Published onChildren's View
By Theresa Everline
A few weeks after Hannah and Jon’s daughter Nora was born, the Pittsburgh couple noticed that she had a misshapen head with a ridge on the back. “At her 2-month well visit, I said, ‘Something just doesn’t feel right,’” says Hannah. The pediatrician suggested seeing a specialist, and Hannah and Jon readily agreed. The thought was that Nora had developed a flat spot caused by too much time lying in the same position.
At that appointment, the specialist felt Nora’s head and immediately called in a colleague. Nora was diagnosed with craniosynostosis, a condition in which one of the seams of a newborn’s skull closes prematurely. In Nora’s case, the affected seam was the right-side one on the back of her skull — the least common form of non-inherited craniosynostosis.
“It was information overload and very scary,” Hannah recalls. “We went from ‘hey, what’s this?’ to hearing about surgery options.” She and Jon quickly shifted into what they call “mission mode,” doing extensive research and joining support groups. “We learned more about skulls than we ever thought we would.” Their research led them to the experts on the other side of Pennsylvania at Children's Hospital of Philadelphia.
The best surgical results
CHOP’s Division of Plastic, Reconstructive and Oral Surgery is the most active children’s plastic surgery center in the region and one of the largest in the nation, which makes a significant difference for patients. “There’s simply no substitute for experience when it comes to a center and a surgeon,” explains Division Chief Jesse Taylor, MD, who is also Co-Director of the Cleft Lip and Palate Program and Co-Director of the Craniofacial Program. “We’re very proud we see so many patients with these conditions. This experience yields the best surgical results and long-term outcomes for children.”
The division includes specialized centers for ear deformities, facial bones, facial motion disorders, hand and arm disorders, young adults who might benefit from new surgical advances, and more. In addition, the Plastics team often brings in specialists from other CHOP departments, creating extensive, multidisciplinary teams. For example, a 16-year-old patient who was born with Treacher Collins syndrome, which causes limited growth of the bones around the eyes and the lower jaw, was having difficulty breathing because of the small size of her lower jaw. Along with a jaw surgeon from Plastics, her team included specialists in airways, ear/nose/throat, pulmonary and orthodontics, who together came up with a customized treatment plan for surgery that increased her airway capacity.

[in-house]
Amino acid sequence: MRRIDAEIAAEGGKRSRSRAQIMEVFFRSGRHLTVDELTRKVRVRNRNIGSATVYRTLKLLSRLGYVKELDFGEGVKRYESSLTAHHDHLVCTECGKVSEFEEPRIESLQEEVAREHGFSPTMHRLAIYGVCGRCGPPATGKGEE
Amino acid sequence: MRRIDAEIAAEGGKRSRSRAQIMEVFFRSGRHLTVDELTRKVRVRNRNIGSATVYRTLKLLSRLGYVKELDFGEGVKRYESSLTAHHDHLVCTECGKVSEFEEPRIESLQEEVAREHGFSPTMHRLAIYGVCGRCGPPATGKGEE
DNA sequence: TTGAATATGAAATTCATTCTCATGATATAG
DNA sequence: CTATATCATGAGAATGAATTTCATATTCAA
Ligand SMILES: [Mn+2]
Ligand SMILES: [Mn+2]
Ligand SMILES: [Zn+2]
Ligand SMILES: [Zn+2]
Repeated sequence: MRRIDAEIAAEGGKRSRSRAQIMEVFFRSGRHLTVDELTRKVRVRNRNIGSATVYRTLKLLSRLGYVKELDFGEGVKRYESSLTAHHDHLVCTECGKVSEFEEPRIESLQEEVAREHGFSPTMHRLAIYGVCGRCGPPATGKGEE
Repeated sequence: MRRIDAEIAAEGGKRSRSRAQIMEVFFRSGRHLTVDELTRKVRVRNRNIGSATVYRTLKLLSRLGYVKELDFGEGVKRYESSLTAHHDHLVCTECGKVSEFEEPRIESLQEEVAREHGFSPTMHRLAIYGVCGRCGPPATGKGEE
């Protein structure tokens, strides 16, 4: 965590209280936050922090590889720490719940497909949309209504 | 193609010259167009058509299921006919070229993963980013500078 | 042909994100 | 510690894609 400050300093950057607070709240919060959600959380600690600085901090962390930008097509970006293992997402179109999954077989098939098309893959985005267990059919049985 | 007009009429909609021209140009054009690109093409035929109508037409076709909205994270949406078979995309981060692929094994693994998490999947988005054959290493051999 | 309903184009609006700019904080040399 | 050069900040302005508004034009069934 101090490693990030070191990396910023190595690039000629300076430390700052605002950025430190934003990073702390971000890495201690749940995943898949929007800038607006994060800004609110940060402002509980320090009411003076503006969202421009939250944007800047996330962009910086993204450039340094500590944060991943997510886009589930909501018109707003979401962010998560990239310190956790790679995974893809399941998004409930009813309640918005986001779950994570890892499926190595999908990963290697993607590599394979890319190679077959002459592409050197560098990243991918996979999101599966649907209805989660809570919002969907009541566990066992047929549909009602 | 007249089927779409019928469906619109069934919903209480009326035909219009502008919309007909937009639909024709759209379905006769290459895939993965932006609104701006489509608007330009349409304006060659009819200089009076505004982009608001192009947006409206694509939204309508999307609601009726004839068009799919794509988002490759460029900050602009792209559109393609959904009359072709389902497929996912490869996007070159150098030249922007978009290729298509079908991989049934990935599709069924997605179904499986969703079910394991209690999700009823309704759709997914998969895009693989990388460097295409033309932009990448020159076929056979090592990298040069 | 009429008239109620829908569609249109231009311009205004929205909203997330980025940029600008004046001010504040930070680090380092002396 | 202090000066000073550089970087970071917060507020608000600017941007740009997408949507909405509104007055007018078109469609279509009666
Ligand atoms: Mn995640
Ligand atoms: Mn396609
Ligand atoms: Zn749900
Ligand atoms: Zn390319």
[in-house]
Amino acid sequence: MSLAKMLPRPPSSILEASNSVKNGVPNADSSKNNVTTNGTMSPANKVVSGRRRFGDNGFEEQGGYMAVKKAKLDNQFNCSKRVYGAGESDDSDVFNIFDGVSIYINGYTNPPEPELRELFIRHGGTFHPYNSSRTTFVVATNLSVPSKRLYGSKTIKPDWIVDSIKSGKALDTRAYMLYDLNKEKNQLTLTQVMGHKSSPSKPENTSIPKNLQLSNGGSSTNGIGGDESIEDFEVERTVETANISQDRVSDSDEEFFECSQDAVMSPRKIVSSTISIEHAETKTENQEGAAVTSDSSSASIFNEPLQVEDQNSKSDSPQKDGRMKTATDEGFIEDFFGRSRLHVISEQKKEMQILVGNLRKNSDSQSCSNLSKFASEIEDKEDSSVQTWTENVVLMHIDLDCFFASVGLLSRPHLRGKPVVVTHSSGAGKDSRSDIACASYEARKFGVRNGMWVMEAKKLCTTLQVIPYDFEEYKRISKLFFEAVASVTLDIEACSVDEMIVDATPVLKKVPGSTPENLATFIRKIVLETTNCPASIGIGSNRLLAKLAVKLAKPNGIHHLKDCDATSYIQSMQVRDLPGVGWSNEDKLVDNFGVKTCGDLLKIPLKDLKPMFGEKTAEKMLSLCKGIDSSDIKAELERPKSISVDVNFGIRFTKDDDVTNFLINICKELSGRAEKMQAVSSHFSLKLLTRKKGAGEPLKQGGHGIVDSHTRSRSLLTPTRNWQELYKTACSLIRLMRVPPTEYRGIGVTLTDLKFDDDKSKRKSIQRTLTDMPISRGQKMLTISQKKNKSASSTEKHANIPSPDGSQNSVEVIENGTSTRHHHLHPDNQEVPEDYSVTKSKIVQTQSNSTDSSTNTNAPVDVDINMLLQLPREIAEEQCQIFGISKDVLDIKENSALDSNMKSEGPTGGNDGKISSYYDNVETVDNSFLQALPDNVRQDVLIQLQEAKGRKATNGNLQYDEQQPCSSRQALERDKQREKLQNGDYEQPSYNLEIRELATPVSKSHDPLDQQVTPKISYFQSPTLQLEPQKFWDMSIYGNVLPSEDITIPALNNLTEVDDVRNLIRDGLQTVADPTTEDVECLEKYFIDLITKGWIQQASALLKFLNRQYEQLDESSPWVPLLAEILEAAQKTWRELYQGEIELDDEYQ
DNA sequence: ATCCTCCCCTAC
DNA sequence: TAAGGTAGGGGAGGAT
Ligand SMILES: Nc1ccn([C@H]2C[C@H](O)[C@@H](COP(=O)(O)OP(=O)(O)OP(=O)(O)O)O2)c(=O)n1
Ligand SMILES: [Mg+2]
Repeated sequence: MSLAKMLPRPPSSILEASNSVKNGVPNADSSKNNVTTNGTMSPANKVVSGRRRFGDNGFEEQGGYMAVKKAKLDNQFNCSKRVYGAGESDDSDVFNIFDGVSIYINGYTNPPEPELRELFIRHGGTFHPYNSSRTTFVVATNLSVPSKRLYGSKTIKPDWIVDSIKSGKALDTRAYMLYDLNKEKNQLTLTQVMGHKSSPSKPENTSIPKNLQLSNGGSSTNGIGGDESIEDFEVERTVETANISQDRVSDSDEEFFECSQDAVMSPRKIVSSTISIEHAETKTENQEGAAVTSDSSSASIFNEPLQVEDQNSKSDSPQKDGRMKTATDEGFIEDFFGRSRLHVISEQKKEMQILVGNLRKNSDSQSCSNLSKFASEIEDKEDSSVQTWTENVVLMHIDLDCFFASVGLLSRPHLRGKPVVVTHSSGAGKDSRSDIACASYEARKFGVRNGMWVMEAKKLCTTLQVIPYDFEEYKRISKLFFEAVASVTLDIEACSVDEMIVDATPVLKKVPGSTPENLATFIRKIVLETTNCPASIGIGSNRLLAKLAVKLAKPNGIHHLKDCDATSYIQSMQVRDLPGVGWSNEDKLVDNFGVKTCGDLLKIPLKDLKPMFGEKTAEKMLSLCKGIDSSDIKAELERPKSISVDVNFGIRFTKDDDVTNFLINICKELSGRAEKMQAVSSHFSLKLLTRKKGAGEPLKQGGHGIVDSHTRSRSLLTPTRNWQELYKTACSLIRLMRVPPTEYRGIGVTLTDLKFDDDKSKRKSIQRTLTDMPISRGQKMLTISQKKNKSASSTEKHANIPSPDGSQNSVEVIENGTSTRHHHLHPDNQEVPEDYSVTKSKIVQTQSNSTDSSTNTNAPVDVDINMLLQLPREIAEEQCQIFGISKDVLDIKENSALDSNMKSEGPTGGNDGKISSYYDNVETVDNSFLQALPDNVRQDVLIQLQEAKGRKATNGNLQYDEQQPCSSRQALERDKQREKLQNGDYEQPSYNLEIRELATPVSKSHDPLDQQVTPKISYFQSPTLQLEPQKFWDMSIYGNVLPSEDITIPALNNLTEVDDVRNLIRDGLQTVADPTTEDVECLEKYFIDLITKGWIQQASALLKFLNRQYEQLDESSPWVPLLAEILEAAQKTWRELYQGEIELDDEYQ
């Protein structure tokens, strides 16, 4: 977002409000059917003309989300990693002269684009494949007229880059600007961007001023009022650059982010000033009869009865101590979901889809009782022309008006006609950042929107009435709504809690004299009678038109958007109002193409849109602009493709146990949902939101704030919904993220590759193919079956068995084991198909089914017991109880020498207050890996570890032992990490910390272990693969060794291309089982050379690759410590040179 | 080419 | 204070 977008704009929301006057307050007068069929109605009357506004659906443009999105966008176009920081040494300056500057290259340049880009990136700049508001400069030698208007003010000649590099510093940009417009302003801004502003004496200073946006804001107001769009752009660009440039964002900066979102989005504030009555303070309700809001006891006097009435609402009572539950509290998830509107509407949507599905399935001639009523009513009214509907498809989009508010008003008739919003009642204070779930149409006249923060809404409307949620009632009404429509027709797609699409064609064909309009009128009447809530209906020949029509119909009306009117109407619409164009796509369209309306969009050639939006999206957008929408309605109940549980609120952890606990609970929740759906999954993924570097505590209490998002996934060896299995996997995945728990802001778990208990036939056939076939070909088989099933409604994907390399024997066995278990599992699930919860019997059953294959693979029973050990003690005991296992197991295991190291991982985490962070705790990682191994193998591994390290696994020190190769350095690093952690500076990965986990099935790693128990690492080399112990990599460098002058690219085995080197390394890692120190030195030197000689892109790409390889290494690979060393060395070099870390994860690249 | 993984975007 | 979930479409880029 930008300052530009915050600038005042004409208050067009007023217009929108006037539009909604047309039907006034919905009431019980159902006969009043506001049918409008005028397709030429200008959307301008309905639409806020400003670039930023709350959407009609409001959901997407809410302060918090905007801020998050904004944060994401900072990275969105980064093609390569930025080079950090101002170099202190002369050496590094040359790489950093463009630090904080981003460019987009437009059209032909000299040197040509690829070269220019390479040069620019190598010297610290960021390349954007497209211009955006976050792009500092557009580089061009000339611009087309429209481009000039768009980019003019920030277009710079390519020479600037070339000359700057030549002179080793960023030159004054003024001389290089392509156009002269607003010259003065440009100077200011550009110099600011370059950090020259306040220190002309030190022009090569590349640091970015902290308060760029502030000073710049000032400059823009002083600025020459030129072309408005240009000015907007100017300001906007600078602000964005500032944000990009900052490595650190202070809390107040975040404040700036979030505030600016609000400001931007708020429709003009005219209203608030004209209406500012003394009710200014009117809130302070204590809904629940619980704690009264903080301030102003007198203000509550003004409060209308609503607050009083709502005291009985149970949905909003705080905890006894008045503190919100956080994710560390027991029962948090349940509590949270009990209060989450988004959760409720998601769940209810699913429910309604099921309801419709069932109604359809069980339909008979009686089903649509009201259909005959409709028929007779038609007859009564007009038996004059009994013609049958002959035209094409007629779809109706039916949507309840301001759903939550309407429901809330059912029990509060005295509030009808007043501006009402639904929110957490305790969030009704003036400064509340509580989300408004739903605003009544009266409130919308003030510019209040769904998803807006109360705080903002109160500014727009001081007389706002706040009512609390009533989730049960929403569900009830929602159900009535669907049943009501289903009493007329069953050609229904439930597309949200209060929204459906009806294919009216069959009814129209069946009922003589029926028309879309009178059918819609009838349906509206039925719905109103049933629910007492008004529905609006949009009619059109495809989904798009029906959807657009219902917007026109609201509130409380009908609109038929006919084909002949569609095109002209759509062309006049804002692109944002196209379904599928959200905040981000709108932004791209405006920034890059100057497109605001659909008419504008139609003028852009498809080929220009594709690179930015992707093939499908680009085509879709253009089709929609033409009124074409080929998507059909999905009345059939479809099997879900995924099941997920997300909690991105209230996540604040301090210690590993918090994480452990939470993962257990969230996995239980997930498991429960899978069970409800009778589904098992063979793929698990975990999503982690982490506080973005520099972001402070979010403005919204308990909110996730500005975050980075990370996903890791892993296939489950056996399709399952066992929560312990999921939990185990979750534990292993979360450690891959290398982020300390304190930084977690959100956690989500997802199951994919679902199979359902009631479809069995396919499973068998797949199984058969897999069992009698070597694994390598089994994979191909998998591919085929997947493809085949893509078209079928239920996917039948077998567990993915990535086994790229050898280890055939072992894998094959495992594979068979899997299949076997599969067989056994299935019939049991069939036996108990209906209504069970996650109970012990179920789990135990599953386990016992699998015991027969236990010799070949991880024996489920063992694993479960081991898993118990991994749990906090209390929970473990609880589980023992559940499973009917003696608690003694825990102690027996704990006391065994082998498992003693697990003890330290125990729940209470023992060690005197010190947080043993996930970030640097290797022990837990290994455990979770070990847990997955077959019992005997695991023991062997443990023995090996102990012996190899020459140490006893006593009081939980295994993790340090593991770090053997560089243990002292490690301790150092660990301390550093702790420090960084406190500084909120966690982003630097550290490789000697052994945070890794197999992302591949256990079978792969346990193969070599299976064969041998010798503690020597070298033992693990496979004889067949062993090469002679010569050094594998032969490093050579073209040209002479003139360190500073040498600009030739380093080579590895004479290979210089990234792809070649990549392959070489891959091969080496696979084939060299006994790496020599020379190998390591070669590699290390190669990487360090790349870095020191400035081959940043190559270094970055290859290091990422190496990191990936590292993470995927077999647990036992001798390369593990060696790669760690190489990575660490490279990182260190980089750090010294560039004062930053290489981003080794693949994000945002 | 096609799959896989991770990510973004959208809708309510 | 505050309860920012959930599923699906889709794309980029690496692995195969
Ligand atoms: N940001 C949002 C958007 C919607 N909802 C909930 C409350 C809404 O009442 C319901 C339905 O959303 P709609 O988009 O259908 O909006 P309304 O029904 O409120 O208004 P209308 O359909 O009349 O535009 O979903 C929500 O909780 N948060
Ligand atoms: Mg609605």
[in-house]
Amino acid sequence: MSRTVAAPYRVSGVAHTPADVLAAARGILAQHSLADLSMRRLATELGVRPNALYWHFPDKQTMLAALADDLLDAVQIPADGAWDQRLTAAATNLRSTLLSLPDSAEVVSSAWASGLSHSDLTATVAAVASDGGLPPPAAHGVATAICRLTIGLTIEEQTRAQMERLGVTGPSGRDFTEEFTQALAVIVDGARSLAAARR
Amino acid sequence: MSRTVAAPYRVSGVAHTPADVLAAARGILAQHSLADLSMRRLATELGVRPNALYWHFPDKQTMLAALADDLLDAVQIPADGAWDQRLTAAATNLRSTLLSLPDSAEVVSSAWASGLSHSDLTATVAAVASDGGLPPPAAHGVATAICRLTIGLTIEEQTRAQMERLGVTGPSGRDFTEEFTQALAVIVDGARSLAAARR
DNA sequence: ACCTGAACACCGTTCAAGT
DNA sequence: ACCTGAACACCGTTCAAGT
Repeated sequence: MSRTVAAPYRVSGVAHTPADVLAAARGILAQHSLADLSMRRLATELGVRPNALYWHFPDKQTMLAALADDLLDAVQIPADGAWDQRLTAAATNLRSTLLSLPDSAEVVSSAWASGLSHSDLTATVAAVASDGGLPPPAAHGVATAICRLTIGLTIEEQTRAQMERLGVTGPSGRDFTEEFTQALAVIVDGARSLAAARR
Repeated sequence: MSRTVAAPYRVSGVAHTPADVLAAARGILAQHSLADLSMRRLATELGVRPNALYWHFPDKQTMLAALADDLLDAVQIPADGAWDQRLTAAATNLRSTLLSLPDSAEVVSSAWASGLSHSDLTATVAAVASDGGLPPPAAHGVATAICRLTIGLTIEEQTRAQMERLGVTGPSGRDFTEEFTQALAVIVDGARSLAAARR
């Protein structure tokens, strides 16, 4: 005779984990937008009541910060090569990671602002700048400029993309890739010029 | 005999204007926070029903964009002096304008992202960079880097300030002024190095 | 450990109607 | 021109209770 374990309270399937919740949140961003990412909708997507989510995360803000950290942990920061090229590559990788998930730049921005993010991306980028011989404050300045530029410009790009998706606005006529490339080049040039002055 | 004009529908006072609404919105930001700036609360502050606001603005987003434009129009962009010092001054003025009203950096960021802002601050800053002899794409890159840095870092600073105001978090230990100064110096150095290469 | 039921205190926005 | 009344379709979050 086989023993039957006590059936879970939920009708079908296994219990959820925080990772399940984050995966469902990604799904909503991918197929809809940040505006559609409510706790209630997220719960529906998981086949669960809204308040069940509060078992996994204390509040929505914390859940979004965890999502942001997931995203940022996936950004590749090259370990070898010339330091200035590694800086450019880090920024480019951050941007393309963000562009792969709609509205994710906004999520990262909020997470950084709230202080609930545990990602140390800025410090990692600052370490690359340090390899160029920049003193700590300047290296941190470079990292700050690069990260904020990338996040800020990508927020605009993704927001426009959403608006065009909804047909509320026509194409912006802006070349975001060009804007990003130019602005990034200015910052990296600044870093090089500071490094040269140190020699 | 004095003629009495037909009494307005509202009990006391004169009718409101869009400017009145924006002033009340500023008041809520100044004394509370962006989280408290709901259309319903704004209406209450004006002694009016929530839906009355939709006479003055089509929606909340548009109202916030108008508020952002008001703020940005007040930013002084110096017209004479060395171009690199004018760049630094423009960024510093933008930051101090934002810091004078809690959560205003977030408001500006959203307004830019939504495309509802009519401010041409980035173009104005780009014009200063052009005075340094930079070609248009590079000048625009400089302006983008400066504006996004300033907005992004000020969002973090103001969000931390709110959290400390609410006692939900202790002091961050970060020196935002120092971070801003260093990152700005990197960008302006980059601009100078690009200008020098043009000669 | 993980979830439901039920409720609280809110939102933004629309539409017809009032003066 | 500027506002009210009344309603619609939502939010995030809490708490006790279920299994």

All the tools in the toolbox
In their search for Nora’s care, Hannah and Jon connected with Dr. Taylor. “We knew he was renowned, but his calming and supportive nature changed everything for us,” says Hannah. “He called over the weekend, and we’ll never forget what he said: ‘We’ll set up a visit next week, but I wanted to reassure you that your daughter is going to be OK. Please just enjoy her and try to get some sleep.’ He basically wrapped us in a telephone hug that we needed more than we even knew during one of the scariest times of our lives.”
During three telehealth visits over the next week, Dr. Taylor explained the surgical options and gave his recommendation. “He assured us that he had all the tools in his toolbox for the many different surgical ways to treat this. He reassured us that his recommended approach would yield the best outcomes for Nora. His confidence was contagious and calming,” says Hannah.